Had a Chaotic Childhood? Why You May Have an Advantage

For so many years, we mental health professionals have empathized with clients who came from emotionally chaotic childhoods and homes. After all, it's been shown that coming from a chaotic home can set you up for all sorts of problems later on (a pursuit of immediate gratification, etc.). But, what if I told you that crazy childhood may actually be an ADVANTAGE? Well, the researchers have been busy these past few years trying to figure out why some folks who report chaotic childhoods actually thrive in certain situations. They think they're close to figuring things out. For one, they started to realize that people who grew up with unstable parents have a real knack for judging people and sit

Jealousy and Envy - Can They Be Useful?

Even though jealousy and envy are perfectly normal emotions, for some reason, we have trouble admitting we have them to others (and ourselves, for that matter). Society tells us it's bad to feel jealous or envious, that those feelings represent some sort of deficiency of self (why else would we refer to jealousy a the green-eyed monster?). But, research shows they're not only normal, but may have actual benefits. First, definitions - jealousy is when we feel "I'm worried you want what I have," whereas envy is "I want what you have." In its extreme form, jealousy in a relationship can cause a great deal of distress, insecurity, and even violence (jealousy-motivated homicides are hardly uncomm

When Is Conflict Worth It?

Have you ever been around someone who creates conflict even over the smallest events or problems? It's as if this person might be hunting for conflict or complaint and seizes on every opportunity to "have it out." Even though that's the extreme, it IS hard to know when lodging a complaint might be worth the conflict that ensues. And, knowing when conflict is appropriate is even harder for those who feel they didn't have a "voice" growing up (now that I'm a grown-up, I get to complain about anything I want!) What's the problem with over-complaining? It can create conflict and distress where there doesn't need to be any. And, I've seen it frustrate more than one spouse to the point of wanting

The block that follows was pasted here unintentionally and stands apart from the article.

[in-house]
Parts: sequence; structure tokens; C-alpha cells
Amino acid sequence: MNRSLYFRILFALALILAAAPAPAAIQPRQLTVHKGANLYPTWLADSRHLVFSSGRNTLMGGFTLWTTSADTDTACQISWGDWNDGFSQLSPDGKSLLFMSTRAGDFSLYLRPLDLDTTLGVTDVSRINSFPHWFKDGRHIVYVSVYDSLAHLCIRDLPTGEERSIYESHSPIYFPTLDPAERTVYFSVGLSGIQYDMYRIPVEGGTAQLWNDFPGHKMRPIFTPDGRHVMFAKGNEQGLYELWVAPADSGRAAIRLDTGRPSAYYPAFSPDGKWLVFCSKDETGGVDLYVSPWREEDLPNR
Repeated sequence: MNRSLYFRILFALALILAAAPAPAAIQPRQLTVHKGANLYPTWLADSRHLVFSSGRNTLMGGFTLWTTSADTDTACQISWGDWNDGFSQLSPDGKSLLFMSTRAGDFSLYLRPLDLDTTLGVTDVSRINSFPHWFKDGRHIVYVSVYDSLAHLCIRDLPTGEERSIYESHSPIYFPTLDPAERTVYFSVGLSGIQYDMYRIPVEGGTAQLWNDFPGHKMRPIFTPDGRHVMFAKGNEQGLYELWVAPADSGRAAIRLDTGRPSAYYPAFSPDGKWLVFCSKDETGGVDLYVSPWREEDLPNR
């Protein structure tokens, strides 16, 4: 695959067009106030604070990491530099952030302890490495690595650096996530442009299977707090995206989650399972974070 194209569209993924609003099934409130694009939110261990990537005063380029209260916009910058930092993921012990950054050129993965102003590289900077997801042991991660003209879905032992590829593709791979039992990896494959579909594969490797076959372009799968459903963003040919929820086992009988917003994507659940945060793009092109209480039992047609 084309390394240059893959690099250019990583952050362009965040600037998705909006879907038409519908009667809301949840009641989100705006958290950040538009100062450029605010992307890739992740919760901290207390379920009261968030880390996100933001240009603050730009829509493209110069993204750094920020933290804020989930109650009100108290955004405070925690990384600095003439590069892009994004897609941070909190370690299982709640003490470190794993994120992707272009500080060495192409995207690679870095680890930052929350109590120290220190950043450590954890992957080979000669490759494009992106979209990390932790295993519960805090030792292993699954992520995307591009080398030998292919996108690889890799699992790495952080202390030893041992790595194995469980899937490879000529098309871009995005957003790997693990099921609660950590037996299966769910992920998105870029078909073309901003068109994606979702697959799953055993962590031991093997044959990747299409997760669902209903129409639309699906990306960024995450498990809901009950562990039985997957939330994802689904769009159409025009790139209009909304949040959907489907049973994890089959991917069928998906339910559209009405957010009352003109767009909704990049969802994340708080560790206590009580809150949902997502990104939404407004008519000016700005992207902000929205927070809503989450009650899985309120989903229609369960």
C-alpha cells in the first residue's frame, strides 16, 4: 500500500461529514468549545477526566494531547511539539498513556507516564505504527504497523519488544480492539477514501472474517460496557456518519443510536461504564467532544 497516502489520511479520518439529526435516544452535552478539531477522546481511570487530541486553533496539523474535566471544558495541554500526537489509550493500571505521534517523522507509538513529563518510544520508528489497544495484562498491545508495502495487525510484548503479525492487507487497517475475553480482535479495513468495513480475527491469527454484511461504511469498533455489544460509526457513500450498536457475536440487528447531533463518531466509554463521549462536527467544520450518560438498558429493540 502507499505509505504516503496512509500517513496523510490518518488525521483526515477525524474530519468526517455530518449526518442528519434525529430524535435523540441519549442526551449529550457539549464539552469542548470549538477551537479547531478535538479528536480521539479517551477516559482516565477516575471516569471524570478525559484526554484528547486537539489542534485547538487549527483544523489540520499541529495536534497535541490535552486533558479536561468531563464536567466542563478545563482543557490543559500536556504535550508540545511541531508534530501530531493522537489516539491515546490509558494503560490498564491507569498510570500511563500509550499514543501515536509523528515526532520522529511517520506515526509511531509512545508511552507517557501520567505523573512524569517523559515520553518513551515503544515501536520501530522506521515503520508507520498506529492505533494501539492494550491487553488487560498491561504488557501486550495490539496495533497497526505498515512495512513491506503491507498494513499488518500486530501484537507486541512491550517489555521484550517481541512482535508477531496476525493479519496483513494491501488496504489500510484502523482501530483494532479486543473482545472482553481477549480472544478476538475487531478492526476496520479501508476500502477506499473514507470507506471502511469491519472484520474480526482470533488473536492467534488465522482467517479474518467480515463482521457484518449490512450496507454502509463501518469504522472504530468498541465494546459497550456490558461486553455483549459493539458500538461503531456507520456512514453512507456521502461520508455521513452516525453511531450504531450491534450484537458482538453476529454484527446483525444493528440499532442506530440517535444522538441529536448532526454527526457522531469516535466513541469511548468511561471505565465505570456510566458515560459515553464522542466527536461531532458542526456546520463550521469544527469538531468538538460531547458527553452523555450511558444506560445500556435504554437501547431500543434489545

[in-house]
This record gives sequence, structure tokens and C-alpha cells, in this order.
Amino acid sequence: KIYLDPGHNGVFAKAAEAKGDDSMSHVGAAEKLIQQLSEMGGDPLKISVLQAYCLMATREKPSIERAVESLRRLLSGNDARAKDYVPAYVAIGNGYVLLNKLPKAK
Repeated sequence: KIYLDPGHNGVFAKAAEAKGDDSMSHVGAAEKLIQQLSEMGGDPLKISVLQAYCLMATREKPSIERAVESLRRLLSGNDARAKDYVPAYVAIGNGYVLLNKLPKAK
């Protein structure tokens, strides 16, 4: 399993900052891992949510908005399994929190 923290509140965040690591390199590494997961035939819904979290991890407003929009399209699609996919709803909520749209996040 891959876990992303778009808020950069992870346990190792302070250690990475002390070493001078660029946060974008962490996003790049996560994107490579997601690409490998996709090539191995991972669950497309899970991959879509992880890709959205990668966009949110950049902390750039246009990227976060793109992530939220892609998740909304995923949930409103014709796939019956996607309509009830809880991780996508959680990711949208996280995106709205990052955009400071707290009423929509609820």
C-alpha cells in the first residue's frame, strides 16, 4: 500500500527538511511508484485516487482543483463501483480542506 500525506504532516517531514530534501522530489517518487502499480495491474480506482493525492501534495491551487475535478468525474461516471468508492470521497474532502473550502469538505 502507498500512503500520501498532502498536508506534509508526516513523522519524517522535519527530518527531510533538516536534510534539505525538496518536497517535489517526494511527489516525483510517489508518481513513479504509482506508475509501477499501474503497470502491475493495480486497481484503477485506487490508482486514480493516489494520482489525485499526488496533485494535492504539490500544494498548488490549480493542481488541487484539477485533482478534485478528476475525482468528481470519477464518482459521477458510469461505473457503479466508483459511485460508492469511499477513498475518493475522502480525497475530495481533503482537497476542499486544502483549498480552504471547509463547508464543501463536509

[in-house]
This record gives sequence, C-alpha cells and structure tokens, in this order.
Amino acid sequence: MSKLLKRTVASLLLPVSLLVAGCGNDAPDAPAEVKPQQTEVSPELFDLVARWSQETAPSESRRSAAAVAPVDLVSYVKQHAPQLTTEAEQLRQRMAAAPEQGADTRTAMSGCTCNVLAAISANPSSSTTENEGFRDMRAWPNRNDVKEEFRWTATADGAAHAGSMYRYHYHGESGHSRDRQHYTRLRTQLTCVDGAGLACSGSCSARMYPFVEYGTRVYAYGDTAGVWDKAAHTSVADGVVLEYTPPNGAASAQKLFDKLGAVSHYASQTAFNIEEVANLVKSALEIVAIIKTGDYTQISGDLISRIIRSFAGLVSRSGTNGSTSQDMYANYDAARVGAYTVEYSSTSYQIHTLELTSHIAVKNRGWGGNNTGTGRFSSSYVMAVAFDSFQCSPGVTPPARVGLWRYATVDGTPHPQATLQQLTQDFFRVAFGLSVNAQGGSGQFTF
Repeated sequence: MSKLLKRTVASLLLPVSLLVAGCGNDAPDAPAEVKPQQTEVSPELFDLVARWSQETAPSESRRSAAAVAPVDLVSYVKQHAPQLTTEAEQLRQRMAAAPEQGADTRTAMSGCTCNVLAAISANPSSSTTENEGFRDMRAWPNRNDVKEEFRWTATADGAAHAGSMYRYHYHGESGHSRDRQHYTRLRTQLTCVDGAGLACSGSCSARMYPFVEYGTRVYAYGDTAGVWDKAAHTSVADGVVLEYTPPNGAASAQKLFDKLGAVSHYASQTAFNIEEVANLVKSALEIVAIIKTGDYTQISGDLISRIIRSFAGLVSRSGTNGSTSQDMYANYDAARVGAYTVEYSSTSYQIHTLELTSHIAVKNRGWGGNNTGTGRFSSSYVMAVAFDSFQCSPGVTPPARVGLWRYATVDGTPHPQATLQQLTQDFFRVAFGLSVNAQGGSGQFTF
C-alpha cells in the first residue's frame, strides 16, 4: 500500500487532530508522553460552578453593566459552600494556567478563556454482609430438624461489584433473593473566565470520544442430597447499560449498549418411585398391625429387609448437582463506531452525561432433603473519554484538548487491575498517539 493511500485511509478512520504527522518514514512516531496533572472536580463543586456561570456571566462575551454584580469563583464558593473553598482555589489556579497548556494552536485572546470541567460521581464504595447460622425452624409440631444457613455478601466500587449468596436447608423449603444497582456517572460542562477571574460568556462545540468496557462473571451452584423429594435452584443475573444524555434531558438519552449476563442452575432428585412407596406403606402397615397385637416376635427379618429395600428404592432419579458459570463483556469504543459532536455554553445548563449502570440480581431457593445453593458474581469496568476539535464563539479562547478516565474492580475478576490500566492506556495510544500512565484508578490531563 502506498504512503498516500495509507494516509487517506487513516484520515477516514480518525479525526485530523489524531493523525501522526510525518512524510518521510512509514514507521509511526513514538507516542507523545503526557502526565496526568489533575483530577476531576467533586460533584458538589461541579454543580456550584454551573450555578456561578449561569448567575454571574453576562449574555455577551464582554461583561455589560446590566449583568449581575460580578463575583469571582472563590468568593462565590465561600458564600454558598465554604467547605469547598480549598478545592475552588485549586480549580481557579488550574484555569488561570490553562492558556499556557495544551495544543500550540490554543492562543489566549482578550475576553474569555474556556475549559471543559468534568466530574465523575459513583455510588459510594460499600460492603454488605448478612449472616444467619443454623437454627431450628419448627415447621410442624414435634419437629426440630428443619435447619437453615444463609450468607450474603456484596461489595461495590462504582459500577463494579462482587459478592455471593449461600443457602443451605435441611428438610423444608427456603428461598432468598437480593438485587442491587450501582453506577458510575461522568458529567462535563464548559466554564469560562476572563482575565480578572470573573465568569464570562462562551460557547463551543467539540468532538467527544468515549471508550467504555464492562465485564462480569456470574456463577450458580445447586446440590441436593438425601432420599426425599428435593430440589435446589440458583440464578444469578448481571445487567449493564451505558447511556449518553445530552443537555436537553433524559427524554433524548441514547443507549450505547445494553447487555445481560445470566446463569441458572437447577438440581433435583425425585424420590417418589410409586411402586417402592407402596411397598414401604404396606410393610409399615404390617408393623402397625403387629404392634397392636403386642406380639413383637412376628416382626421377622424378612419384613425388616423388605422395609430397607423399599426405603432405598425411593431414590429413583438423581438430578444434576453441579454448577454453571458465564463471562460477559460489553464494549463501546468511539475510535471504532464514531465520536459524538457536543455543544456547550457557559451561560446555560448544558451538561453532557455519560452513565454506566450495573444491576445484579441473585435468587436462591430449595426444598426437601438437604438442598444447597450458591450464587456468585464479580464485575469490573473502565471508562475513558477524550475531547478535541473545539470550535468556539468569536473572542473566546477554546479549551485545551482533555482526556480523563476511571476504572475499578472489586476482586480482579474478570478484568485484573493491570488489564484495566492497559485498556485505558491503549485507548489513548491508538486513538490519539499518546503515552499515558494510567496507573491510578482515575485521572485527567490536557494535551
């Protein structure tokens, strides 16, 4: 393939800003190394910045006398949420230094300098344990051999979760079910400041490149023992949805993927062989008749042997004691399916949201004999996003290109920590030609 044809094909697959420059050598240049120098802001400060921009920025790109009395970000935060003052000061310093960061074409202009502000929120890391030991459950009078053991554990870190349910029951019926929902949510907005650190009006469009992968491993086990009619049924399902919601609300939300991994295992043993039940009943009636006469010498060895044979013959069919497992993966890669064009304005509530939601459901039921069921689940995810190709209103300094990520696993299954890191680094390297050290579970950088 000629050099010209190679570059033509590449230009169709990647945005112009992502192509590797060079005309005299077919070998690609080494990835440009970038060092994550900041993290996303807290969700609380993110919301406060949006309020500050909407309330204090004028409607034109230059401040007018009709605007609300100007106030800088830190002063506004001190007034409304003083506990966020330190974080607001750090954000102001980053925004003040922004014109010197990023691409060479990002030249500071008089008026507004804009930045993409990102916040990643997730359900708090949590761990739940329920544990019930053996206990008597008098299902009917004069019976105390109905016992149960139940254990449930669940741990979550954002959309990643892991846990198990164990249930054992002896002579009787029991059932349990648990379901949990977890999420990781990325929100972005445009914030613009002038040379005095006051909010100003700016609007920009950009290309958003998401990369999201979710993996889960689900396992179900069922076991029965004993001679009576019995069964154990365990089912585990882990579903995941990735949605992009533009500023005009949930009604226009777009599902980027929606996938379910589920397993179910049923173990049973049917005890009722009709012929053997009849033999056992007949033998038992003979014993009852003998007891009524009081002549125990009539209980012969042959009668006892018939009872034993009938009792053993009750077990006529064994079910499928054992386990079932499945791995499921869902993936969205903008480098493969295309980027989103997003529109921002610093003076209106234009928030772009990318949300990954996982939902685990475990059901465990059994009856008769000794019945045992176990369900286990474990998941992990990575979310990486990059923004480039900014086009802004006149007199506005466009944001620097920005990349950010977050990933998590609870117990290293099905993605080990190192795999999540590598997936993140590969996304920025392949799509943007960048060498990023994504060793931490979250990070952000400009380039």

Does Long Distance = Less Conflict?

When it comes to long-distance relationships, the generally-accepted philosophy is that they're not a good idea and often lead to conflict and break-ups. But, is that really the case? The latest studies actually show the opposite. The authors of one study written about in Psychology Today surveyed married couples who were living partly or entirely apart and found some pretty surprising results: Not only were they as satisfied with their marriages, they actually reported LESS conflict than married couples who were living together. And, get this--there was no higher incidence of infidelity, either. The authors have a few theories about why these couples report less conflict, and one is pretty

Just Because... That Doesn't Mean...

Inner conflict is one of the toughest battles to fight - after all, when we have an inner conflict, we can't blame someone else or schedule a fist fight in the parking lot. Instead, it's up to us and us alone to figure things out. And, that can be a tall order. At the root of most inner conflict is anxiety - the idea that, even without evidence, something bad will happen. Although many people don't think anxiety can be debilitating, let me assure it can be. The good news is there are lots of "tools" us therapists use to help those embroiled in anxiety. And, one of my favorite is "just because... that doesn't mean." It's a fill-in-the-blank exercise during which you can challenge negative or

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